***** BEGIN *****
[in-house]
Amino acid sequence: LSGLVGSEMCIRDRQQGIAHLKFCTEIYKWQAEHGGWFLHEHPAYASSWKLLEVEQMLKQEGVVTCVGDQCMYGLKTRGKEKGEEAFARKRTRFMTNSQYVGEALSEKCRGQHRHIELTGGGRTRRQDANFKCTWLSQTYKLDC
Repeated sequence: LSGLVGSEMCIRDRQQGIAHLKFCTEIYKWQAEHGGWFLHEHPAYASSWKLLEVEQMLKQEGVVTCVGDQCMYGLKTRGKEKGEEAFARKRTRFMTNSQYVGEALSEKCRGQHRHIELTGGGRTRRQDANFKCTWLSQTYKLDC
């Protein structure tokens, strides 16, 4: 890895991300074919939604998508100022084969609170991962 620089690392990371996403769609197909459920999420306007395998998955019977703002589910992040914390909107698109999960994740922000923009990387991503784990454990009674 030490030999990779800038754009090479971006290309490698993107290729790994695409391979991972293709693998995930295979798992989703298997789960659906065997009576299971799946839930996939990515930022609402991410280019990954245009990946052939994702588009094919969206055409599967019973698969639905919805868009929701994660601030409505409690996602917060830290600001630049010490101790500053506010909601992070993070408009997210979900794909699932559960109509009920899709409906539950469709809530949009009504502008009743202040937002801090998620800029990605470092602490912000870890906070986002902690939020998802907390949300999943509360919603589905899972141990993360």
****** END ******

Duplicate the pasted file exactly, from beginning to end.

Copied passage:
[in-house]
Amino acid sequence: LSGLVGSEMCIRDRQQGIAHLKFCTEIYKWQAEHGGWFLHEHPAYASSWKLLEVEQMLKQEGVVTCVGDQCMYGLKTRGKEKGEEAFARKRTRFMTNSQYVGEALSEKCRGQHRHIELTGGGRTRRQDANFKCTWLSQTYKLDC
Repeated sequence: LSGLVGSEMCIRDRQQGIAHLKFCTEIYKWQAEHGGWFLHEHPAYASSWKLLEVEQMLKQEGVVTCVGDQCMYGLKTRGKEKGEEAFARKRTRFMTNSQYVGEALSEKCRGQHRHIELTGGGRTRRQDANFKCTWLSQTYKLDC
């Protein structure tokens, strides 16, 4: 890895991300074919939604998508100022084969609170991962 620089690392990371996403769609197909459920999420306007395998998955019977703002589910992040914390909107698109999960994740922000923009990387991503784990454990009674 030490030999990779800038754009090479971006290309490698993107290729790994695409391979991972293709693998995930295979798992989703298997789960659906065997009576299971799946839930996939990515930022609402991410280019990954245009990946052939994702588009094919969206055409599967019973698969639905919805868009929701994660601030409505409690996602917060830290600001630049010490101790500053506010909601992070993070408009997210979900794909699932559960109509009920899709409906539950469709809530949009009504502008009743202040937002801090998620800029990605470092602490912000870890906070986002902690939020998802907390949300999943509360919603589905899972141990993360």